Property Week: Trading places: Ellandi staff on the shop floor

Posted by Property Week on 11th Dec 2015
It’s lunchtime in Superdrug and a man is staring quizzically at a drinks cabinet. He’s trying to arrange the bottles of mineral water so that the coldest remain at the front of the fridge. It doesn’t look like he’s doing a brilliant job.

The man looks familiar, but the context is all wrong. This is someone who spends the bulk of his time in the rarefied environs of Jermyn Street, rather than a chemist in the London commuter belt. He is the proverbial fish out of water, or property professional out of Mayfair.

Meet Morgan Garfield, managing director of shopping centre investor Ellandi, and, for one morning only, retail assistant at Superdrug in the Priory centre in Dartford.

It transpires that Garfield is merely the advance guard. On this cold December day, members of his staff from disciplines as diverse as finance and asset management are fanning out across the country, performing similar tasks at outlets in 10 of Ellandi’s investments. Including staff from the company’s managing agent Workman, some 51 property professionals are taking part, with five working in the Priory alone.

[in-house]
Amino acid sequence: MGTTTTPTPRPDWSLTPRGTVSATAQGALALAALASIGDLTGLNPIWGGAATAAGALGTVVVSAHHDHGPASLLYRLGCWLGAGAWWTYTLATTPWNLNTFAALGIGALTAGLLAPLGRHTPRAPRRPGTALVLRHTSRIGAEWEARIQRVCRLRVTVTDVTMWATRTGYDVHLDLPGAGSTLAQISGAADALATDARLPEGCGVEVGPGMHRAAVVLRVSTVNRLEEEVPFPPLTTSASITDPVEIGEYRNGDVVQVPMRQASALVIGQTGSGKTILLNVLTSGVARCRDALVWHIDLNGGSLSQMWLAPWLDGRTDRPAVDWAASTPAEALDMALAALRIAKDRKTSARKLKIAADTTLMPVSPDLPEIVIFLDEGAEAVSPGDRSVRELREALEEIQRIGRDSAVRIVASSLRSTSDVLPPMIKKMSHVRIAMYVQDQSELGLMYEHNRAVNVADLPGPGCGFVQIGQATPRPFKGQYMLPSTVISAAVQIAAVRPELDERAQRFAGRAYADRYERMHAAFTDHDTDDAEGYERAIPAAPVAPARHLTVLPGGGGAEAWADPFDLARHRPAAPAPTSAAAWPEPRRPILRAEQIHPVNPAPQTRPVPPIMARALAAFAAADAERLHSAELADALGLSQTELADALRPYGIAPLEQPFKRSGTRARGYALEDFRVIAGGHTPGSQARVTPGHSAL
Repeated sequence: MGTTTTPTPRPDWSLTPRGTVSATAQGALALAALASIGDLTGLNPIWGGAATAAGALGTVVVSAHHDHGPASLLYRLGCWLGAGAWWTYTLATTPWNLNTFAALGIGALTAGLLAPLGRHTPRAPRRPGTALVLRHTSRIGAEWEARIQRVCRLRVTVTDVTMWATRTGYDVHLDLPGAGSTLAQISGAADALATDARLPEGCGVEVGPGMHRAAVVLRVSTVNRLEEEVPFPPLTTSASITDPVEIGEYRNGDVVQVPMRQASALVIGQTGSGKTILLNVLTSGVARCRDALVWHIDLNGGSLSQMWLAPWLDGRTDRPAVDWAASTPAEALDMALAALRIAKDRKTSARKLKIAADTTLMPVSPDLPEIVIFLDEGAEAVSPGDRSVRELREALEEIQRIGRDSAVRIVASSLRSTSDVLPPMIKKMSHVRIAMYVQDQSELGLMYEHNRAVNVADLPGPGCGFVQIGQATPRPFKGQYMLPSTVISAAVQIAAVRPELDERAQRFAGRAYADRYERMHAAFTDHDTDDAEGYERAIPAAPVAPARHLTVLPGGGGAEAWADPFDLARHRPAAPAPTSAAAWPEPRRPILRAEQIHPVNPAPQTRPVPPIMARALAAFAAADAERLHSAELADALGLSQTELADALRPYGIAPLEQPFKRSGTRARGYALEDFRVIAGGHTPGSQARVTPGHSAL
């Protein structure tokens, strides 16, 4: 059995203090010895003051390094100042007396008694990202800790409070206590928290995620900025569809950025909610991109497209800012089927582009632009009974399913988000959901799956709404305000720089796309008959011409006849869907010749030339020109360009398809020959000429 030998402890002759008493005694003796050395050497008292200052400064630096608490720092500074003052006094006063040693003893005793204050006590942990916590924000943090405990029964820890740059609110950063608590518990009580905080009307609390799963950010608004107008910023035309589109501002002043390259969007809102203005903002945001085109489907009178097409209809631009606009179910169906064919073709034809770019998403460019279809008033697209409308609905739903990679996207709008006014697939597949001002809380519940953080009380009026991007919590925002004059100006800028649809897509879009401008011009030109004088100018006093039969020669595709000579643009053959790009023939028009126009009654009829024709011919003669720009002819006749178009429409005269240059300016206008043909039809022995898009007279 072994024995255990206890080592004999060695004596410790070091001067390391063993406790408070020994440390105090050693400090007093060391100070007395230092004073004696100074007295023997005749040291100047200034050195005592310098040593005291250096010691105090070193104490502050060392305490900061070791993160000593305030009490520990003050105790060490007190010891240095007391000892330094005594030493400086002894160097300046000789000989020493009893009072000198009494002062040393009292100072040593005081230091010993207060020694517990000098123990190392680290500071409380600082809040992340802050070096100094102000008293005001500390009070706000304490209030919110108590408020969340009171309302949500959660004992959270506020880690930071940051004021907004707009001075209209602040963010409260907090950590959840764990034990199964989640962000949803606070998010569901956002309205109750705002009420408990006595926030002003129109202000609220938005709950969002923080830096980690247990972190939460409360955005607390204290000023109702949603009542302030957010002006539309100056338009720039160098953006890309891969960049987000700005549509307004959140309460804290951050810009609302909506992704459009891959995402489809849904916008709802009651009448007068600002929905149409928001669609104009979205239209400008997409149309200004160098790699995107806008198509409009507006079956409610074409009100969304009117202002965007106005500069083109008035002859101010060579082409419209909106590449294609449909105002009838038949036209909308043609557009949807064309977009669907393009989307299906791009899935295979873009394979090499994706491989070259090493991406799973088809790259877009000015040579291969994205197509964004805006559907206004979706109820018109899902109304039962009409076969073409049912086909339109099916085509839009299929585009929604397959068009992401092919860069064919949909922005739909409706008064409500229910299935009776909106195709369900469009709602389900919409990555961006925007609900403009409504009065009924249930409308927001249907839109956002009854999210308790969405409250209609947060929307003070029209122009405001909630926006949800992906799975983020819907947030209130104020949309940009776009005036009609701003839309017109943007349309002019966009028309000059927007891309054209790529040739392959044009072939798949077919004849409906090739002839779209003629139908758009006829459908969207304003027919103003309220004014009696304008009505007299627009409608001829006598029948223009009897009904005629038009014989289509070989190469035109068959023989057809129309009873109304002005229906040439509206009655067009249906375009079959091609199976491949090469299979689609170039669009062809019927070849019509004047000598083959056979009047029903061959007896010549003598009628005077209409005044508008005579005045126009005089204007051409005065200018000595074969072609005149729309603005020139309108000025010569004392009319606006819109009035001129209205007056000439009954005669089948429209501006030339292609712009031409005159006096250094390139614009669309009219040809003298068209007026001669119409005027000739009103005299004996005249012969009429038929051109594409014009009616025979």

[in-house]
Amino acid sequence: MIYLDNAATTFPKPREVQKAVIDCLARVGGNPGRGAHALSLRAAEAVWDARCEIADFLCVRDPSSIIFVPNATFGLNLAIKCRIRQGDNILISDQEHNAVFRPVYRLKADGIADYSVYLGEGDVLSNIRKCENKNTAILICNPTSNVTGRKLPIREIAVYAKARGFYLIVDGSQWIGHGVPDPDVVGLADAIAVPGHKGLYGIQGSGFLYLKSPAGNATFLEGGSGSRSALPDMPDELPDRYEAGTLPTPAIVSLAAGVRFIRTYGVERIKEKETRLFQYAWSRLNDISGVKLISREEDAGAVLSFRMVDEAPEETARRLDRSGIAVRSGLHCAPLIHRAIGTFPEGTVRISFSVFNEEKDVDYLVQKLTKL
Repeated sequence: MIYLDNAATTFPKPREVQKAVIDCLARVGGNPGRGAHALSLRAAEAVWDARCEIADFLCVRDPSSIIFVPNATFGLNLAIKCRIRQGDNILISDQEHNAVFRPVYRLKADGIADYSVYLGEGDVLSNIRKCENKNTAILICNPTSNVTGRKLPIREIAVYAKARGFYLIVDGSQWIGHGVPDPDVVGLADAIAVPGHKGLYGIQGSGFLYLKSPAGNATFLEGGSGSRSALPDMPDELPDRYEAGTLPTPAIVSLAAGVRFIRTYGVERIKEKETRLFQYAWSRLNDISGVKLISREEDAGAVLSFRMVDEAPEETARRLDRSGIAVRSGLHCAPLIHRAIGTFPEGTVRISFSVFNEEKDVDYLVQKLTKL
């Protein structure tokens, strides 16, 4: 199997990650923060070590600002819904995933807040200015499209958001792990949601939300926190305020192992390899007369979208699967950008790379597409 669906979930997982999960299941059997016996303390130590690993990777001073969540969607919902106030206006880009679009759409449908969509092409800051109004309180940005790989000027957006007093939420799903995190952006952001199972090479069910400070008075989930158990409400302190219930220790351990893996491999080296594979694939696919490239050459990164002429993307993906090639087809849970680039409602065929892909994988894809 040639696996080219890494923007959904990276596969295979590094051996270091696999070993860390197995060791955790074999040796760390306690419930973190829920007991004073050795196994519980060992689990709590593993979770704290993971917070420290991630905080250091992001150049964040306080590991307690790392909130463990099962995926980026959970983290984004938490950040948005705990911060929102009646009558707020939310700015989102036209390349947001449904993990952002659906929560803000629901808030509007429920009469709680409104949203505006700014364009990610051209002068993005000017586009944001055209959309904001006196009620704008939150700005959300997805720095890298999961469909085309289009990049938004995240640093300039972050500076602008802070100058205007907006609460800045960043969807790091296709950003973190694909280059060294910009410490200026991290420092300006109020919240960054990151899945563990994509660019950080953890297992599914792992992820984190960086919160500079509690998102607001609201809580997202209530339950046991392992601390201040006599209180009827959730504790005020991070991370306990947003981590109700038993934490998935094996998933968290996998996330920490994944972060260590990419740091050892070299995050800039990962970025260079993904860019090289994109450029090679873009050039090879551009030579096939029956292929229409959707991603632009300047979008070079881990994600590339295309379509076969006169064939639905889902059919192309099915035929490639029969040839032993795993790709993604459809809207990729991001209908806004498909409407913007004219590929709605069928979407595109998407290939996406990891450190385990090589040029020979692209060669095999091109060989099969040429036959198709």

The concept of going ‘back to the floor’ is well established among retailers - Sainsbury’s, for instance, has been running such a programme for many years - but it far rarer among developers and investors. So what is it that Ellandi hopes to achieve with the initiative?

Making connections

In part, the point of the exercise is just a bit of pre-Christmas fun, but there is also a serious purpose. “It’s about making sure we’re as connected as we can be to the towns and communities in which we’re investing,” says Garfield, half a dozen bottles still precariously wedged between his forearm and torso. “We work hard to build relationships with our retailers. This is a part of that.”

The Priory is a typical Ellandi asset. It is a community shopping centre with the catchment comprised largely of people within a 10-minute drive and with modest disposable incomes. However, what it lacks in glamour it makes up in utility. These are shops where you pick up a birthday card, a bottle of cough mixture or a pack of T-shirts for a pre-schooler.